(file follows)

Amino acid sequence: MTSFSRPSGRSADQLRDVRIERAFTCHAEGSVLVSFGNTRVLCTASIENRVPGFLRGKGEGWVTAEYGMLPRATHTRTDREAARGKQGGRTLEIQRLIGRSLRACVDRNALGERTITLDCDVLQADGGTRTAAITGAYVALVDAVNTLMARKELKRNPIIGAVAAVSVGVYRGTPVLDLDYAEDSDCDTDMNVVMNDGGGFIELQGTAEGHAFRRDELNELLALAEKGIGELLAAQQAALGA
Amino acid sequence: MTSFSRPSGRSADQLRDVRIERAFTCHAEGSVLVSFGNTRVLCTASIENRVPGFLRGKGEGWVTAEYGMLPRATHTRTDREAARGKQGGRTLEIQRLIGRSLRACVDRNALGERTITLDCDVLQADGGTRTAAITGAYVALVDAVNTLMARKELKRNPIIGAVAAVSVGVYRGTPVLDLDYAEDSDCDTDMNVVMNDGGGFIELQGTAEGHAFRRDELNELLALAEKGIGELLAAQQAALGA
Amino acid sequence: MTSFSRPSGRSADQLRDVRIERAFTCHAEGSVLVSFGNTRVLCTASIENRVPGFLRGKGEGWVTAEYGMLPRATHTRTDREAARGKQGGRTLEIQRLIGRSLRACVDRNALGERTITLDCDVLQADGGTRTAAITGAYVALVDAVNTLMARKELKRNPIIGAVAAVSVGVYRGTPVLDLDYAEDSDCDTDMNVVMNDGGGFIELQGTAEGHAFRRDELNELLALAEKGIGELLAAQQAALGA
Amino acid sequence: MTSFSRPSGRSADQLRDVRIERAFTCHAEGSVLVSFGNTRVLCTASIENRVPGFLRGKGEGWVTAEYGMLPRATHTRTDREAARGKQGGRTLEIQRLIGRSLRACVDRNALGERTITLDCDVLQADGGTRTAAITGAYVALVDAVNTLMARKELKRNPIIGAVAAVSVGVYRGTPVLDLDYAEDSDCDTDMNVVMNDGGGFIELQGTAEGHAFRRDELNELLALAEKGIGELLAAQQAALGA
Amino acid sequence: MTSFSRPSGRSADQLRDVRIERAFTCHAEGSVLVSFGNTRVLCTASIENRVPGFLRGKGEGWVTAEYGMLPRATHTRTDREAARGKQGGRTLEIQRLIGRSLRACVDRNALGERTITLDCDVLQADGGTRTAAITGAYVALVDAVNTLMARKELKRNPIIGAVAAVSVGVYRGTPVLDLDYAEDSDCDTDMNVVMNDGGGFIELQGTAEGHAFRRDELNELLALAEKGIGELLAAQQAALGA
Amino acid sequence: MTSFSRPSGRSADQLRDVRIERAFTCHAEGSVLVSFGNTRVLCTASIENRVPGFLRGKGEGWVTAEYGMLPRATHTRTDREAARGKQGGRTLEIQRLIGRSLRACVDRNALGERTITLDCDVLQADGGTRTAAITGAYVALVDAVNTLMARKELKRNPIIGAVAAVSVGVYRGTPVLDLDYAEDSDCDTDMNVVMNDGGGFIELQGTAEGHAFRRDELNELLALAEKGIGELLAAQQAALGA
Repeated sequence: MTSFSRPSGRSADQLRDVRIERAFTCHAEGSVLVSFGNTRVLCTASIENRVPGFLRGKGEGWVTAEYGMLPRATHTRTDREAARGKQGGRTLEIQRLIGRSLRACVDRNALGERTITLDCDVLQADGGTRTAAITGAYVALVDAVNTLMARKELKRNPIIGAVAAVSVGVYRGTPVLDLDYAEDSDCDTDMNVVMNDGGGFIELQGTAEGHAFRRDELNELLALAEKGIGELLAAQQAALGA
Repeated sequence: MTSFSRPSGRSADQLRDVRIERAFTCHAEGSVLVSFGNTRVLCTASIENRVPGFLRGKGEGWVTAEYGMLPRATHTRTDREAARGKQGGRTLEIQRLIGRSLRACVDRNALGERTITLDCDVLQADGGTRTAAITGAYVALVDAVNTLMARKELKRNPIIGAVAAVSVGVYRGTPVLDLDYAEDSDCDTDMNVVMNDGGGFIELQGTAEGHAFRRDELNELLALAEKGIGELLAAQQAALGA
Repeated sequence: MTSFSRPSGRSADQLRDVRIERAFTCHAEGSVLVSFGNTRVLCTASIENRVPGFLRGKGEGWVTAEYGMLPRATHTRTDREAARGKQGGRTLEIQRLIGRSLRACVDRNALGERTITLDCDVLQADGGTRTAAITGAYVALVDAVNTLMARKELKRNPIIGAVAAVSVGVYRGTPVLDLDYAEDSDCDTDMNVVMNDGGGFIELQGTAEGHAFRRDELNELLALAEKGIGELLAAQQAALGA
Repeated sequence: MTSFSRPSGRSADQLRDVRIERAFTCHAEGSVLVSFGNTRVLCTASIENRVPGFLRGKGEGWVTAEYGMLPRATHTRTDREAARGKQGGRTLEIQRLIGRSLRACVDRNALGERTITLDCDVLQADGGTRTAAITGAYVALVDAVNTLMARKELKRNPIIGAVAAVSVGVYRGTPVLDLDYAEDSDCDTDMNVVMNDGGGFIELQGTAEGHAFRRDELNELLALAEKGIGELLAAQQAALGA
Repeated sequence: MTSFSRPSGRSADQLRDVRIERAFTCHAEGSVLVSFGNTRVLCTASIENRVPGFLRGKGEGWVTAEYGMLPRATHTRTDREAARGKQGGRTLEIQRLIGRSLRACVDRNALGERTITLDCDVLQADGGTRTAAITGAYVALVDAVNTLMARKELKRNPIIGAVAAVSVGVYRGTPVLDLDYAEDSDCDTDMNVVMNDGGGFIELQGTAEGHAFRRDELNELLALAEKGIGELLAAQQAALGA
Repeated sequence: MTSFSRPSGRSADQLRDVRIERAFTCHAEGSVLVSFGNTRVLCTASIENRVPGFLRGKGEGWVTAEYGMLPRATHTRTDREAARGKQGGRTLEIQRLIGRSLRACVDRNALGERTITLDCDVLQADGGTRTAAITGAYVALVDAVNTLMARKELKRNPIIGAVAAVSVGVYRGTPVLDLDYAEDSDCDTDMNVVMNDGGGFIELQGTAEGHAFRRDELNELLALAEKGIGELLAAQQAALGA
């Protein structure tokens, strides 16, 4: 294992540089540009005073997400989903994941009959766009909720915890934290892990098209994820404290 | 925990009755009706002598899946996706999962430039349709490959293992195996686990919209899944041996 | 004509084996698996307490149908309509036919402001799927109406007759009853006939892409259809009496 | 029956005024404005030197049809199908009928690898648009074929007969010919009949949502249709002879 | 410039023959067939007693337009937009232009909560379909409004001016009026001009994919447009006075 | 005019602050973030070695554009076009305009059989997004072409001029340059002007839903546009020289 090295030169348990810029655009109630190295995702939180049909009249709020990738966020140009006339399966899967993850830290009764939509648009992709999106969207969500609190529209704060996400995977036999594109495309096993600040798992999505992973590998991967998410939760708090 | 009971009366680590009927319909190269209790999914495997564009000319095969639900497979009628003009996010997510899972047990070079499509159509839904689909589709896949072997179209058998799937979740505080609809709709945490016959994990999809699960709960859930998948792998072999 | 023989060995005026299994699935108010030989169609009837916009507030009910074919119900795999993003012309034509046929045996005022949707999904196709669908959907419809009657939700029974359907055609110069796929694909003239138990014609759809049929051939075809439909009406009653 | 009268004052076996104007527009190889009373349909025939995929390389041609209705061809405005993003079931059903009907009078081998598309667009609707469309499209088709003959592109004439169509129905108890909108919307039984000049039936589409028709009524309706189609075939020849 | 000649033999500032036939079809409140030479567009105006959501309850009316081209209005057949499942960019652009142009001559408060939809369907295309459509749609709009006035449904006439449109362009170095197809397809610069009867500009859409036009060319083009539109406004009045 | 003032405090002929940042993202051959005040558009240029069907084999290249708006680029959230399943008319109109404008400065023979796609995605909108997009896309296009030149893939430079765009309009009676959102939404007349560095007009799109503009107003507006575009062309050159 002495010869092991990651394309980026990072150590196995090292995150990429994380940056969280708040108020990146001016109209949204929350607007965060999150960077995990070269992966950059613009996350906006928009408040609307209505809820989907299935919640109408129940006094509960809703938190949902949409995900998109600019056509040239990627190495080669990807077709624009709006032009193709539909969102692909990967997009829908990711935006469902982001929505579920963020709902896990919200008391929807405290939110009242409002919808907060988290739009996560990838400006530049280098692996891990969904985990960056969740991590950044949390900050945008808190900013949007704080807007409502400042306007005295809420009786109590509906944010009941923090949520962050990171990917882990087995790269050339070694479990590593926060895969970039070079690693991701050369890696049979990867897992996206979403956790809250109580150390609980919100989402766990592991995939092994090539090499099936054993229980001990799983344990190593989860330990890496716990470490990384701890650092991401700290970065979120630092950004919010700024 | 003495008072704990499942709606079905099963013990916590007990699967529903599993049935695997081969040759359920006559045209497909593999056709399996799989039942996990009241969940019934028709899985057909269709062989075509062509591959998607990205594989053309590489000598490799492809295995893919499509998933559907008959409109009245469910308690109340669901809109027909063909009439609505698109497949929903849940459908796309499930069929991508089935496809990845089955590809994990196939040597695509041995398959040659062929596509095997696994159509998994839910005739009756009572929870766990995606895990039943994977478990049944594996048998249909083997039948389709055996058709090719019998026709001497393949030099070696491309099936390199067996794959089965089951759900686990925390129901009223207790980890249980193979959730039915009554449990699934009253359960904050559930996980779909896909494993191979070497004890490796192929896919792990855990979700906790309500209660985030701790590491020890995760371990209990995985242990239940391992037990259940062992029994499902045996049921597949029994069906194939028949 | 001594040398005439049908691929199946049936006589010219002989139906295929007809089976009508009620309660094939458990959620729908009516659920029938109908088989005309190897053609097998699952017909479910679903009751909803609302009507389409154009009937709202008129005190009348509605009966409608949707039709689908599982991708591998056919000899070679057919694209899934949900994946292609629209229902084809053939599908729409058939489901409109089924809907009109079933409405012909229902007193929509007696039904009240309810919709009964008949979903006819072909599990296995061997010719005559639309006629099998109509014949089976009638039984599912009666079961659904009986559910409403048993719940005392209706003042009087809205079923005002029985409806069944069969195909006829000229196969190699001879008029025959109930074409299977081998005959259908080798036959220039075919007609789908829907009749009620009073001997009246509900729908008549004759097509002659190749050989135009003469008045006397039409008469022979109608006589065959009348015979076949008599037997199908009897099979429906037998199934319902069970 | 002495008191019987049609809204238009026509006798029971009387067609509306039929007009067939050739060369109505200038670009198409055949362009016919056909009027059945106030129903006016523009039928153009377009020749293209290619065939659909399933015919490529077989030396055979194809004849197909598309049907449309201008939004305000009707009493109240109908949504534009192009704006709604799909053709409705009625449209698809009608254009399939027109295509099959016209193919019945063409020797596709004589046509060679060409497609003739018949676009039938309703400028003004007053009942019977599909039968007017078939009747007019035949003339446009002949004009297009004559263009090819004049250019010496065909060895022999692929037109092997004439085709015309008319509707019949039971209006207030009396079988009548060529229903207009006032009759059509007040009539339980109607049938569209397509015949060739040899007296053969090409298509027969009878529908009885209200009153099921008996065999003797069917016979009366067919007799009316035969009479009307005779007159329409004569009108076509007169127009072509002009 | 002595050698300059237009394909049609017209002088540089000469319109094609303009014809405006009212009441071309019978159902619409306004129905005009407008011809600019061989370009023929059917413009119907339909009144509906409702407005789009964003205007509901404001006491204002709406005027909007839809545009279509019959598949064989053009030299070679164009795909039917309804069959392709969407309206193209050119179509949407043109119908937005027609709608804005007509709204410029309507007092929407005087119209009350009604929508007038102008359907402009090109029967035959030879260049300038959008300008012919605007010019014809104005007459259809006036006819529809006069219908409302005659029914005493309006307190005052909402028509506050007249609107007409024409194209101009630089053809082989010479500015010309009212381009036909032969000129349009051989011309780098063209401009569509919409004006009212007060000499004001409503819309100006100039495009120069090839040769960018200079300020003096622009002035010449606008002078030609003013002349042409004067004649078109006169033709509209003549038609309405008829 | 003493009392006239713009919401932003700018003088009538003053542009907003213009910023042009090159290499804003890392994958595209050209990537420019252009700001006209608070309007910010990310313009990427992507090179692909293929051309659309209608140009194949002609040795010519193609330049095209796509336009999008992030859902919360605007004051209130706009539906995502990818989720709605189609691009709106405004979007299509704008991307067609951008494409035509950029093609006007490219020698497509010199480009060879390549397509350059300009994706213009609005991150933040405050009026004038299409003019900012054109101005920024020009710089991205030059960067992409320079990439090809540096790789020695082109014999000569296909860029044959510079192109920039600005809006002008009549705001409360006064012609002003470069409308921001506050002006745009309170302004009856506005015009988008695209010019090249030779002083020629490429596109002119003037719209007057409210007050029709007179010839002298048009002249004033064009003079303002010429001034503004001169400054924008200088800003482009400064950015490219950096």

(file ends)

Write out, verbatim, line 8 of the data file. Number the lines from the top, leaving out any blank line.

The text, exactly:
Repeated sequence: MTSFSRPSGRSADQLRDVRIERAFTCHAEGSVLVSFGNTRVLCTASIENRVPGFLRGKGEGWVTAEYGMLPRATHTRTDREAARGKQGGRTLEIQRLIGRSLRACVDRNALGERTITLDCDVLQADGGTRTAAITGAYVALVDAVNTLMARKELKRNPIIGAVAAVSVGVYRGTPVLDLDYAEDSDCDTDMNVVMNDGGGFIELQGTAEGHAFRRDELNELLALAEKGIGELLAAQQAALGA